SUBSPECIES AND RANGE:
The Large-billed Tern has two subspecies.
P.s. simplex occurs in E Colombia E to Trinidad and S through Amazonia. It was formerly present in E Ecuador.
P.s. chloropoda is found in the basins of R Paraguay and R Paraná, SW to NC Argentina (Santiago del Estero, rarely Córdoba).
This race has slightly paler upperparts and brighter yellow bill.

P.s. chloropoda

Argentina

HABITAT:  
The Large-billed Tern can be found along coastlines, in bays, estuaries, sandbars and wetlands. It can be seen in broad and sometimes narrow inland rivers and lakes.
During the non-breeding season, it also frequents beaches and coastal mangroves. They feed in both freshwater and saltwater habitats.

CALLS AND SONGS: SOUNDS BY XENO-CANTO
The Large-billed Tern is a noisy bird. It gives “squeee-ee” calls and nasal, parrot-like “ink-onk”
The contact calls include a series of raspy “kew” and “kree” notes.  

BEHAVIOUR IN THE WILD:
The Large-billed Tern feeds on freshwater and saltwater fish of 4-12 centimetres long. It also takes crustaceans and insects.
The aquatic prey are caught by flying over the water and plunging to snatch the fish with the bill.
Some observations indicate that this species hunts sometimes like the Black Skimmer by skimming the water surface for prey. Insects are caught after aerial chases.  

The Large-billed Tern is often aggressive and may steal food from other birds. This species is usually seen alone or in pairs, but they may roost in small flocks. They can be seen in mixed-species flocks when feeding and nesting.

During the breeding season, this large tern becomes territorial and often returns to its previous nesting sites. They often breed in mixed-species flocks and can be seen alongside Black Skimmer, other tern species and Sand-coloured Nighthawk. Both parents share the nesting duties.

The Large-billed Tern is usually considered a permanent resident in most of the range. However, they disperse after the breeding season and can be found in a great variety of aquatic habitats, and especially along coastlines.
This species can be seen in the West Indies (accidental), Honduras, Costa-Rica, Panama, and USA (Illinois, Ohio and New Jersey). It is only a visitor to Trinidad. It is also recorded in W of the Andes in NW Peru and in SW Ecuador.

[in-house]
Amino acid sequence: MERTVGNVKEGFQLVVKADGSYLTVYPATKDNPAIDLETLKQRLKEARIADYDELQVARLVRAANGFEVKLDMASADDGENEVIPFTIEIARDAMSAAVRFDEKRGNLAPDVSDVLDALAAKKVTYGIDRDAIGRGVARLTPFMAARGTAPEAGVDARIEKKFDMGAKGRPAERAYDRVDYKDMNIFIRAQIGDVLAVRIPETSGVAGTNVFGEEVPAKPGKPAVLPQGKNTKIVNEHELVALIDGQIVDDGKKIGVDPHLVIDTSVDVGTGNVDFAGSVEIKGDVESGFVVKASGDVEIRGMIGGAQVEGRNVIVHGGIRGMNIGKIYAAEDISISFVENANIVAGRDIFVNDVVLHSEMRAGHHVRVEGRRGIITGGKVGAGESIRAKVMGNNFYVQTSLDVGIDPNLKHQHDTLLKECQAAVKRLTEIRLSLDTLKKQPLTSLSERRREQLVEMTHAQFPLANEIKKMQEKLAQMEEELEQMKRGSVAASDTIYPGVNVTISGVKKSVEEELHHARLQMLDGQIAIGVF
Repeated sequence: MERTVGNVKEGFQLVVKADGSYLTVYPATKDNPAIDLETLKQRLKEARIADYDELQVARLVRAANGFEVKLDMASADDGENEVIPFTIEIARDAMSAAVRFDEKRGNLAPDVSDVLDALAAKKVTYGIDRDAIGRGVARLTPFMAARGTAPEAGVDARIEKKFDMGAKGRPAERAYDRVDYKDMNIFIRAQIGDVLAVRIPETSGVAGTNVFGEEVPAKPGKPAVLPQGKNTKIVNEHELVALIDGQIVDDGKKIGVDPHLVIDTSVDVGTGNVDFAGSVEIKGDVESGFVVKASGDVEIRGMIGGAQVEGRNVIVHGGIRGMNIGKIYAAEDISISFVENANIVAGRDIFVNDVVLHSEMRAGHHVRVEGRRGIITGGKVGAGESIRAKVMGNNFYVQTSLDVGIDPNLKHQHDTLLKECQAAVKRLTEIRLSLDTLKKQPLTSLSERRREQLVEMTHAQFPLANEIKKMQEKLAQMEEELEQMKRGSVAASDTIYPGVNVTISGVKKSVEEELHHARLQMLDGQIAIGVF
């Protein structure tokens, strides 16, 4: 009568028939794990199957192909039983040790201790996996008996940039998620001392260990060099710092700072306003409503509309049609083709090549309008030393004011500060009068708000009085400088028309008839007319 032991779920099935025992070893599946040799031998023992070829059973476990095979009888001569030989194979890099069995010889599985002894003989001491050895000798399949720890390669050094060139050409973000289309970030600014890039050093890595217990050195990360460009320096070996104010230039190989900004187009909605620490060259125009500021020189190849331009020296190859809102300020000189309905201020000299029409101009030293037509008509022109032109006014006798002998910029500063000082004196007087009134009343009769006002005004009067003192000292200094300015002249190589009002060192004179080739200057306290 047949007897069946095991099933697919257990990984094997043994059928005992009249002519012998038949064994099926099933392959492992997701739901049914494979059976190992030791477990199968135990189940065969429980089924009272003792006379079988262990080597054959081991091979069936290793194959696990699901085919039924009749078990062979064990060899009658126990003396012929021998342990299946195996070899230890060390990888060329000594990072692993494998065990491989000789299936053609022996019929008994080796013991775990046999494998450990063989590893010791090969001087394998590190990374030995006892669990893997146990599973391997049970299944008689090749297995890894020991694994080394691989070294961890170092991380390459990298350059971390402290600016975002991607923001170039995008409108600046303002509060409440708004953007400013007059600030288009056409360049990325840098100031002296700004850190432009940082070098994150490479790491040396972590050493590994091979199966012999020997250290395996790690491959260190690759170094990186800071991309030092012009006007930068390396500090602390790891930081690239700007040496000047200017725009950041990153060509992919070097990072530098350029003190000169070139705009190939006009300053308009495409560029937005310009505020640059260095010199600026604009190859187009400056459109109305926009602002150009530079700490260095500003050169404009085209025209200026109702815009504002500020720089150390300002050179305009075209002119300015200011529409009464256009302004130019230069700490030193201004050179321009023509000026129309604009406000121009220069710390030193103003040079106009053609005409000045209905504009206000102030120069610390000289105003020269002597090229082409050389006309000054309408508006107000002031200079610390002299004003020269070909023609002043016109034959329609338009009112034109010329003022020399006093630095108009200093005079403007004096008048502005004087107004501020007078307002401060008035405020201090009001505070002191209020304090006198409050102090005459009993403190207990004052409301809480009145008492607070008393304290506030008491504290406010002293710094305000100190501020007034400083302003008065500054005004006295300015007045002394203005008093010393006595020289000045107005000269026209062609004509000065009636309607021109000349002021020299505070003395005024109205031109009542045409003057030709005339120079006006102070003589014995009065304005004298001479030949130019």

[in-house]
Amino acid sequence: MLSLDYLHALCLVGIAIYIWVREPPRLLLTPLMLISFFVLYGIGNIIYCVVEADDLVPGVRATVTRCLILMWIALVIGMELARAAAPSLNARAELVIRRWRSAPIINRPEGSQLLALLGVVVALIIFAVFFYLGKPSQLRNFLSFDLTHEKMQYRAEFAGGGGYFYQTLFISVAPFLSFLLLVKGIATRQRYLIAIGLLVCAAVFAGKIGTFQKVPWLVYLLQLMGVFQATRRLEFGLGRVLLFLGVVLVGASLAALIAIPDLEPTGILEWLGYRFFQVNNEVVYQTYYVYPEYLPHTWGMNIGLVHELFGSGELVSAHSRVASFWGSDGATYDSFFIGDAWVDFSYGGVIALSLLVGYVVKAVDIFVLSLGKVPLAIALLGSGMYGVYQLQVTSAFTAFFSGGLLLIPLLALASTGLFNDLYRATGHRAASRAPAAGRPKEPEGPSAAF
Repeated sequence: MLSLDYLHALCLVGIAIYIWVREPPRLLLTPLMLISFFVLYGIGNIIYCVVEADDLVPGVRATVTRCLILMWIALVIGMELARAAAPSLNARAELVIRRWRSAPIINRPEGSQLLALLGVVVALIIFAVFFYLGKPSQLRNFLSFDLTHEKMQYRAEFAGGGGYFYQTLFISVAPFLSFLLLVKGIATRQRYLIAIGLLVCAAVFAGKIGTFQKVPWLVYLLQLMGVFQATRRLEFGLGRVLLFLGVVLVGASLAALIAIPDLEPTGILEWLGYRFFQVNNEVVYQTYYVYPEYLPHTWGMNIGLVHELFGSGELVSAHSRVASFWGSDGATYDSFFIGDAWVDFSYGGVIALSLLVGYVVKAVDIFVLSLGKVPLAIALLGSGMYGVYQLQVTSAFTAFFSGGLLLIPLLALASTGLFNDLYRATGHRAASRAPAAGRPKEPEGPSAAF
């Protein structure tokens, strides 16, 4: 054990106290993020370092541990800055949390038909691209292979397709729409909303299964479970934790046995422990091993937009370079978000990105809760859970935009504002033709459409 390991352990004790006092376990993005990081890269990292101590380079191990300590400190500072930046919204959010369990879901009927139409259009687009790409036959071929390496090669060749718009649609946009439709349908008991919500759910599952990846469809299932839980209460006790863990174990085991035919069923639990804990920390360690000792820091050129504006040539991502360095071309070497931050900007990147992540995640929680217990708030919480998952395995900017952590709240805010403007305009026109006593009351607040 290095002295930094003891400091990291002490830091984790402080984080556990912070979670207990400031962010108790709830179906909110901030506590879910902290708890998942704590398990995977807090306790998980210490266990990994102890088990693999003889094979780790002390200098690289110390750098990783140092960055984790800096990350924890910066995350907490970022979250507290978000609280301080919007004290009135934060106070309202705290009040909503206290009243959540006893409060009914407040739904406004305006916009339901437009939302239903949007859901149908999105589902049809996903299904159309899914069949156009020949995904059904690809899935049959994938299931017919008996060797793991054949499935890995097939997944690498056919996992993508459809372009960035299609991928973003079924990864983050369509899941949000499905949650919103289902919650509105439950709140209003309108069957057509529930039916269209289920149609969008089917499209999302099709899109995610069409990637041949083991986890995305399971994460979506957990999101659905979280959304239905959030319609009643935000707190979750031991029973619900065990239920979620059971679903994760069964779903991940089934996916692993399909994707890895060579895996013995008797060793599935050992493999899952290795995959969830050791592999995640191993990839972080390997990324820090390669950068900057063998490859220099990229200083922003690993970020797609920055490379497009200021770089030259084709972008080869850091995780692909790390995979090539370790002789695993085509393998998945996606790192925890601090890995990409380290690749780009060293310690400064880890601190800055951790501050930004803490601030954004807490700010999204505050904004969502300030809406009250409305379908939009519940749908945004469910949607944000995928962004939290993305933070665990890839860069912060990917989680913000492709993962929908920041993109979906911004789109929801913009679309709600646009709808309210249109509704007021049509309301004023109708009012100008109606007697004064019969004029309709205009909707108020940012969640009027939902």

But these sightings remain occasional and rare.

Juvenile. Extremely rare in western Ecuador

The flight of the Large-billed Tern is direct with strong, shallow wingbeats.

REPRODUCTION OF THIS SPECIES:
The breeding season varies depending on the range. It occurs in May-June and October-December in N of the range, and August-September in Argentina.
The Large-billed Tern may nest singly or in mixed-species groups. It is territorial and monogamous. The nesting period is closely associated with water levels.
The nest is a shallow scrape in the sand of sandbars and beaches, and in Amazon flood plains.

The female lays 1-3 pale grey to olive-brown eggs with brown markings. Both adults incubate during 27-30 days. After hatching, the chicks usually leave the nest within a day, and both parents feed them. They are able to fly between 55 and 65 days after hatching. The adults defend the young by mobbing predators and all potential threats.
This species produces a single brood per year.

PROTECTION / THREATS / STATUS:
The Large-billed Tern is widespread throughout its range in South America. Like numerous birds, it is threatened by habitat changes, flooding and predation during the nesting period.
The population of the nominate race is placed in the band 10,000/25,000 individuals, but the race “chloropoda” is more numerous. These populations are apparently stable.  
The Large-billed Tern is currently evaluated as Least Concern.

P.s. chloropoda

Argentina